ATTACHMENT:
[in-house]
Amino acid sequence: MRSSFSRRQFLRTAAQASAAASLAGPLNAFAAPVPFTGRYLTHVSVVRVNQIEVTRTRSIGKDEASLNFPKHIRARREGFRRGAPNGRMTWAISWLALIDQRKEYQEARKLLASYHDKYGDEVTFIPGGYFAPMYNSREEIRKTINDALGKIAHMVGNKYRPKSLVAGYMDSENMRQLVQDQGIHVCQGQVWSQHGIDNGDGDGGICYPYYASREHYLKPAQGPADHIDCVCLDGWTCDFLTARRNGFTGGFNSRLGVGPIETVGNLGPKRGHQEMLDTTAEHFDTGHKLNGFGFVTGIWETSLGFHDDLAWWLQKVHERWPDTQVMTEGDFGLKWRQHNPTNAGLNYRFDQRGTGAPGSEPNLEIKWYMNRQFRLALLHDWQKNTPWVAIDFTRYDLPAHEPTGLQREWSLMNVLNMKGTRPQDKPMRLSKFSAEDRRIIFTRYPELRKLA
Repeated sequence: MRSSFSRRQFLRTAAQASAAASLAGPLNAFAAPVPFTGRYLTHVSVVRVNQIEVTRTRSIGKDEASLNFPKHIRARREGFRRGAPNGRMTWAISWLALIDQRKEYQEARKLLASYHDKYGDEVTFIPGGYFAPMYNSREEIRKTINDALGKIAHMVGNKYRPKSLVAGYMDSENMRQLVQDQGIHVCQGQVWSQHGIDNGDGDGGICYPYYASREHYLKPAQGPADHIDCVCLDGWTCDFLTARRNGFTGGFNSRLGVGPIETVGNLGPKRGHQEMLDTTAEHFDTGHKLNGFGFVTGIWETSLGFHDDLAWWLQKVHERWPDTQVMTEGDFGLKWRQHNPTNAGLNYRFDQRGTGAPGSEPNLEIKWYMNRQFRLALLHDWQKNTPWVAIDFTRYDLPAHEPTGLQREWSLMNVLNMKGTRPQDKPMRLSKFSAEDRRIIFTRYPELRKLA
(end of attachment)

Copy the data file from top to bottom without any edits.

[in-house]
Amino acid sequence: MRSSFSRRQFLRTAAQASAAASLAGPLNAFAAPVPFTGRYLTHVSVVRVNQIEVTRTRSIGKDEASLNFPKHIRARREGFRRGAPNGRMTWAISWLALIDQRKEYQEARKLLASYHDKYGDEVTFIPGGYFAPMYNSREEIRKTINDALGKIAHMVGNKYRPKSLVAGYMDSENMRQLVQDQGIHVCQGQVWSQHGIDNGDGDGGICYPYYASREHYLKPAQGPADHIDCVCLDGWTCDFLTARRNGFTGGFNSRLGVGPIETVGNLGPKRGHQEMLDTTAEHFDTGHKLNGFGFVTGIWETSLGFHDDLAWWLQKVHERWPDTQVMTEGDFGLKWRQHNPTNAGLNYRFDQRGTGAPGSEPNLEIKWYMNRQFRLALLHDWQKNTPWVAIDFTRYDLPAHEPTGLQREWSLMNVLNMKGTRPQDKPMRLSKFSAEDRRIIFTRYPELRKLA
Repeated sequence: MRSSFSRRQFLRTAAQASAAASLAGPLNAFAAPVPFTGRYLTHVSVVRVNQIEVTRTRSIGKDEASLNFPKHIRARREGFRRGAPNGRMTWAISWLALIDQRKEYQEARKLLASYHDKYGDEVTFIPGGYFAPMYNSREEIRKTINDALGKIAHMVGNKYRPKSLVAGYMDSENMRQLVQDQGIHVCQGQVWSQHGIDNGDGDGGICYPYYASREHYLKPAQGPADHIDCVCLDGWTCDFLTARRNGFTGGFNSRLGVGPIETVGNLGPKRGHQEMLDTTAEHFDTGHKLNGFGFVTGIWETSLGFHDDLAWWLQKVHERWPDTQVMTEGDFGLKWRQHNPTNAGLNYRFDQRGTGAPGSEPNLEIKWYMNRQFRLALLHDWQKNTPWVAIDFTRYDLPAHEPTGLQREWSLMNVLNMKGTRPQDKPMRLSKFSAEDRRIIFTRYPELRKLA